Young Goodman Brownsugar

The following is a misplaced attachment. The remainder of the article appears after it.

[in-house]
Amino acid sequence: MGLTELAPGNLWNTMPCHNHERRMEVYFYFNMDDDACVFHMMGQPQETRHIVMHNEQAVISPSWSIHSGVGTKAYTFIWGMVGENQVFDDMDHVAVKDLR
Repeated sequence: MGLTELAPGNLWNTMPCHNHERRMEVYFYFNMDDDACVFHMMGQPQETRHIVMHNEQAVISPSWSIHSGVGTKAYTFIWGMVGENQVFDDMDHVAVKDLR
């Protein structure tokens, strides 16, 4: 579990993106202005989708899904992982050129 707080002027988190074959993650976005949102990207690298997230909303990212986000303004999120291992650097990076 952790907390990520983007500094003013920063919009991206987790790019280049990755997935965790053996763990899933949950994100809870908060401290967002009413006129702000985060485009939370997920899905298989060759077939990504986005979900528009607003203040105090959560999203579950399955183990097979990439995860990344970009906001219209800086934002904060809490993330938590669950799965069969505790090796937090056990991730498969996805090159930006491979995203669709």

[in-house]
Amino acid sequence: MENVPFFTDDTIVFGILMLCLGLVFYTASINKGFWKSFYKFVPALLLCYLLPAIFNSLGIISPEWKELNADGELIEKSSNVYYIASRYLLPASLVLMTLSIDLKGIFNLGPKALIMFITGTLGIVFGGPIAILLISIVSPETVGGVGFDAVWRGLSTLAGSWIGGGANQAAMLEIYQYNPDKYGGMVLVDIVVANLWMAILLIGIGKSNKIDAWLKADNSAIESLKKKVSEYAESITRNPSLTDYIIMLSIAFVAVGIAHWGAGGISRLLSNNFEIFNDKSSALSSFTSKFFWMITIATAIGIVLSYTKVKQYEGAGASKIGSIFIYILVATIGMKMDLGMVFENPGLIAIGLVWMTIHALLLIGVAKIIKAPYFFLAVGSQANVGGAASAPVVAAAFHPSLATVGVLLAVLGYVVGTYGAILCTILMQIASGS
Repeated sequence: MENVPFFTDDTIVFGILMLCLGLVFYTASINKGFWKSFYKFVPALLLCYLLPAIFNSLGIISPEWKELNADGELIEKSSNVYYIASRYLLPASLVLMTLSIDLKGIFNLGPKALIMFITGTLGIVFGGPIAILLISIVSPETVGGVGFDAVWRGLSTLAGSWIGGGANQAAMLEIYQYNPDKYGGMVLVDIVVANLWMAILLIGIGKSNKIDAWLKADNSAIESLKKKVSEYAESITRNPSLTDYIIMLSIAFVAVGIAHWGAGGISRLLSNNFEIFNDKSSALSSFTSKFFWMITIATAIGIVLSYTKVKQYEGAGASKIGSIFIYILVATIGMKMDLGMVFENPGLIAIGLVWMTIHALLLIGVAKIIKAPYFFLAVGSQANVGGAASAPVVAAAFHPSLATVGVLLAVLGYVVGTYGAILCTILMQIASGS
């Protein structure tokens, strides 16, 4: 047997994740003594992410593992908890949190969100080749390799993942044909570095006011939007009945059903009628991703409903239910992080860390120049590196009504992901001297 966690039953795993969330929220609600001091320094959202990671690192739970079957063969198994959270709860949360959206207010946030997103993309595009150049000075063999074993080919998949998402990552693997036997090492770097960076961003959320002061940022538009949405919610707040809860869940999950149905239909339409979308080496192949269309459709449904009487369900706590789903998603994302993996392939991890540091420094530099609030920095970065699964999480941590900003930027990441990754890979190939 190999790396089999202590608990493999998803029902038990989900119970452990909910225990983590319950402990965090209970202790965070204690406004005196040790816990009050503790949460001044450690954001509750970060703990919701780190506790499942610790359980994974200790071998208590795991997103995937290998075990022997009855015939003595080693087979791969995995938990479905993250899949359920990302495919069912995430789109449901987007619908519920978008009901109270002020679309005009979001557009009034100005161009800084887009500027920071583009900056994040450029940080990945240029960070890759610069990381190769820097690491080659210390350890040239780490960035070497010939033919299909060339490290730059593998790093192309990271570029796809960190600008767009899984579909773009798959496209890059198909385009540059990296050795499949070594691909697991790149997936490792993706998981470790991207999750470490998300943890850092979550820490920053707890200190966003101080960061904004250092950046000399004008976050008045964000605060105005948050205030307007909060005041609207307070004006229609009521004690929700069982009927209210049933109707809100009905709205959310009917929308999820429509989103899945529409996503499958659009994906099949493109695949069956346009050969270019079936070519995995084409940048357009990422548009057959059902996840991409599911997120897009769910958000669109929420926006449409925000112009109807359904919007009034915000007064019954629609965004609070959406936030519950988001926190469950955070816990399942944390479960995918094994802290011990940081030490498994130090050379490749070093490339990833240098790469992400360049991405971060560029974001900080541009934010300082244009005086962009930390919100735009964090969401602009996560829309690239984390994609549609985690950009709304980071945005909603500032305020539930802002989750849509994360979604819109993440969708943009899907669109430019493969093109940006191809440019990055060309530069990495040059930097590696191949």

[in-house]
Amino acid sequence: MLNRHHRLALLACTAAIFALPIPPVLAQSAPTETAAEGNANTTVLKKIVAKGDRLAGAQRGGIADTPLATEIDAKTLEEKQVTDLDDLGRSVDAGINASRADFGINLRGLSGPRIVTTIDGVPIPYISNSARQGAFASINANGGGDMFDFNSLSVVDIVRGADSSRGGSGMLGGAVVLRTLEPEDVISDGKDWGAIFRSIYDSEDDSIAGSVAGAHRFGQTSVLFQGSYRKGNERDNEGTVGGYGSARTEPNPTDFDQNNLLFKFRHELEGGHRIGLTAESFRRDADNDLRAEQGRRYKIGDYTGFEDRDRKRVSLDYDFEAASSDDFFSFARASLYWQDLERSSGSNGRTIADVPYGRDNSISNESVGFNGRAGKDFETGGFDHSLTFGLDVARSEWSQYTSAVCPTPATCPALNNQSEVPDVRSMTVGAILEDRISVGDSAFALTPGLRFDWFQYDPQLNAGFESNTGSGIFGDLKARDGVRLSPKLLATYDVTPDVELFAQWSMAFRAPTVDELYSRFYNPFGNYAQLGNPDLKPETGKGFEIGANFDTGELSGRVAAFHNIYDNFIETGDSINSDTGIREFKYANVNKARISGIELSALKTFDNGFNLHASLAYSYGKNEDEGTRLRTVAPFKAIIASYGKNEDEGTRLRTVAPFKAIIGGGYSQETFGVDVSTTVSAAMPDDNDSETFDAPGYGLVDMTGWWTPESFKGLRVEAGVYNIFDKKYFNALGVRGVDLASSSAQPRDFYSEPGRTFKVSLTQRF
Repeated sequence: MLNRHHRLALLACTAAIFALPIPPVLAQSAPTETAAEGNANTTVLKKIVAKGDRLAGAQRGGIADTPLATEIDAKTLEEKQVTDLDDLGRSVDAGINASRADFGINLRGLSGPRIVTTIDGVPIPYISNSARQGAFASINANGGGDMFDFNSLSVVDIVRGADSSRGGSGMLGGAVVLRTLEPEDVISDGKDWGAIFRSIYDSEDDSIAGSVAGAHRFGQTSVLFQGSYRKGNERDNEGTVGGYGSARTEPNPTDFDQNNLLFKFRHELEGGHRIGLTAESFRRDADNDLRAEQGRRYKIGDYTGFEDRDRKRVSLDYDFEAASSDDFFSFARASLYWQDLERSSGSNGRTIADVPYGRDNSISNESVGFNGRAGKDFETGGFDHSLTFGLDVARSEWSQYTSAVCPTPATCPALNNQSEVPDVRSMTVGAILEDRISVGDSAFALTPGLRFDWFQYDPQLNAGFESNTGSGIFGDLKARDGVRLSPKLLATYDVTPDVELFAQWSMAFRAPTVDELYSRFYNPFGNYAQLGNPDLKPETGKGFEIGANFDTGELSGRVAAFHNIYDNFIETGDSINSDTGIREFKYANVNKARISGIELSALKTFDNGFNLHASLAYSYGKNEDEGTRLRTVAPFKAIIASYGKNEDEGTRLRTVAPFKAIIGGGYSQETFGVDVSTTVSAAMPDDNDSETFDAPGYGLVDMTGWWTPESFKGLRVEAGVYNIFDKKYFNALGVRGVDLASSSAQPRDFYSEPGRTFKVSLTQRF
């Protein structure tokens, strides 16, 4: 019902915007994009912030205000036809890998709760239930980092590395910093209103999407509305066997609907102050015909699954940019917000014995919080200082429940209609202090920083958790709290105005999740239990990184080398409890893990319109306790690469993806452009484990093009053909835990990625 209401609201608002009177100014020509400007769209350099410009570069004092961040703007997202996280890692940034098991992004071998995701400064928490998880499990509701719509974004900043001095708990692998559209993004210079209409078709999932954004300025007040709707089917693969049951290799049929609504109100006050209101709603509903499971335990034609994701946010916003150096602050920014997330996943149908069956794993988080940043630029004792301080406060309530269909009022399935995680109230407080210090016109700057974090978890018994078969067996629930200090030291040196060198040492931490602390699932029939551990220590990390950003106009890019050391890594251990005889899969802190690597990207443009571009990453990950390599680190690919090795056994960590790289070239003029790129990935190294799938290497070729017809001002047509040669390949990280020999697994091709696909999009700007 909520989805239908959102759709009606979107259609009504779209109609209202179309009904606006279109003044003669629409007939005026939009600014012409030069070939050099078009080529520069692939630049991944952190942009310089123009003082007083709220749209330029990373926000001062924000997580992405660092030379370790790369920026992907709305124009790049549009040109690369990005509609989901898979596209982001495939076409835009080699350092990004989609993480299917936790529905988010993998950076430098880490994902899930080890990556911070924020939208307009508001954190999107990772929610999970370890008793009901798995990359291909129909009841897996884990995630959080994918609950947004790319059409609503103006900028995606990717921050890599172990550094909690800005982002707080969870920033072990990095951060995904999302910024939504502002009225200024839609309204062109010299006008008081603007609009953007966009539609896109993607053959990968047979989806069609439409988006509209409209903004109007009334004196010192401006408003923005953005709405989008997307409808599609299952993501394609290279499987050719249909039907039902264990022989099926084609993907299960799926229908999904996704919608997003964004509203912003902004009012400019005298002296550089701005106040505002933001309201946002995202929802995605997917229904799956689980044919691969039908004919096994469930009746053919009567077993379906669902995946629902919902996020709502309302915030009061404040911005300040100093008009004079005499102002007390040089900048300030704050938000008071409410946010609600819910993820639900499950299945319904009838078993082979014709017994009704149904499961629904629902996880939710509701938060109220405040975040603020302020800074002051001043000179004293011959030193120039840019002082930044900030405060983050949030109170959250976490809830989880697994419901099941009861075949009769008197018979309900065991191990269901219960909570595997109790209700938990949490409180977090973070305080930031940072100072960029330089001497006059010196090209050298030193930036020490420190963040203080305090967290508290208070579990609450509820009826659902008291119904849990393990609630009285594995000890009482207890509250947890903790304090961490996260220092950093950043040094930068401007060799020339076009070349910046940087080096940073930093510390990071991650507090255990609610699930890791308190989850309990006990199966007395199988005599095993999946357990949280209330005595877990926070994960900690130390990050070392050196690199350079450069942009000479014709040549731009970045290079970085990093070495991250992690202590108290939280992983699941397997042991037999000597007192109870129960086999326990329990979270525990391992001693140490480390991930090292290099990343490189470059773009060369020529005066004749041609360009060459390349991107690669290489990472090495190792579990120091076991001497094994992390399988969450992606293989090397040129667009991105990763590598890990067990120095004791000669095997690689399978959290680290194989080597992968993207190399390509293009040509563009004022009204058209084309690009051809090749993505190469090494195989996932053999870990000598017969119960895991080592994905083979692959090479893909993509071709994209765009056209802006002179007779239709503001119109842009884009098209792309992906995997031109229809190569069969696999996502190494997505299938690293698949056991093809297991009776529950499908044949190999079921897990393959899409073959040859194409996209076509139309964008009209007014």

You’re an early American colonist. A pilgrim, let’s say, at Plymouth. You’re English, but you spent a few years kicking around in Holland seeking refuge from religious persecution. While among the Dutch you happened to sample a new fad food called the wafel (it happened one crazy night at Frans de Grebber’s house…those artists throw such wild parties!). Now, as a resident of the New World, you lie awake in your rope-and-straw bed at night fantasizing about those decadent little cakes. Blasted Dutch painters…they’ve ruined you! And so, one day — secretly — you put the blacksmith to work whipping up a waffle iron and set about collecting the ingredients. It’s not easy. White flour has to be brought in by ship, eggs are rare. As for the butter and milk, well, your sister Diedre has a cow, and you managed to swipe a little of her bread starter after services on Sunday. Finally, late one night, the moment arrives. You sneak out of bed and head for the barn where you’ve hidden your iron and a bowl of batter that’s been rising since you mixed it that evening. Snatching up your implements you steal out to the woods and build a small fire. You drool with anticipation as the flames climb higher, your eyes blaze with wafel lust. Nervously, you pour your batter into the iron…dang! You spilled some! No matter — steady now…the sisters of the congregation will be up at any moment to start milking the cows. It’s now or never. Careful…careful…ready! You slap the iron closed and stuff it into the flames. Minutes go by, more minutes…how did Van de Velde do this again? Oh, right, flip it over. A few more minutes and you decide to crack the iron open and take a peek: still a bit gummy. But what was that sound? The clank of an empty milk bucket? Hurry wafel, hurry! Beads of sweat appear on your brow, your muscles tighten, the iron is shaking almost uncontrollably. You can’t wait any longer! Your rip the iron open and there it is! A little singed, yes, a little misshapen, but damned if it doesn’t look almost exactly like what you enjoyed all those long years ago in Haarlem. Pinching a corner of the delicate little cake, you tease it gently out of the mold and start blowing at it furiously — sucker’s hot! But wait, what’s that light through the trees? A lantern! Definitely a lantern! The sisters are awake! There’s no time to lose! You douse the fire and dash back to the house, steaming waffle in hand. Thank goodness no one saw you! But now where to go? The root cellar! Quietly but quickly you sneak down the ladder, pull the door closed, and suddenly it’s just you and your steamy little wafel in the darkness. Oh my pet, at last we are alone. Ah the warmth, ah the aroma…you take a first small bite. The delicate, crispy crust yields to a fluffy, eggy center. Oh bliss! Oh rapture! Oh brother this really needs something. But what? Your heart sinks as you realize what it is: sugar. Of all things: sugar! If Vinckboons were here he’d just whip out his fancy sugar shaker and give you a dusting. But do you know what white sugar costs in the Colonies these days? The only sweet stuff you have is…wait a second, right over there by the apple barrel: those sticky brown maple sugar bricks you got in trade from the Indians last month! Why the heck not? You’ve eaten weirder things. They’re clumpy, they’re gooey, they’ve got bits of bark and dead ants in them, but this ain’t Holland and you’ll be in the stocks this time tomorrow if you don’t bloody hurry!! You pinch off a piece, sprinkle the bits on your wafel and stuff the whole works in your mouth. It’s sweet, it’s satisfying, with even more complex flavor than the white European stuff. Every bit as good as de Grebber’s house, maybe better. Those Indians are really onto something with that tree sugar of theirs, you think as maple spittle dribbles down your chin. To blazes with the Dutch! Life in the colonies is good.

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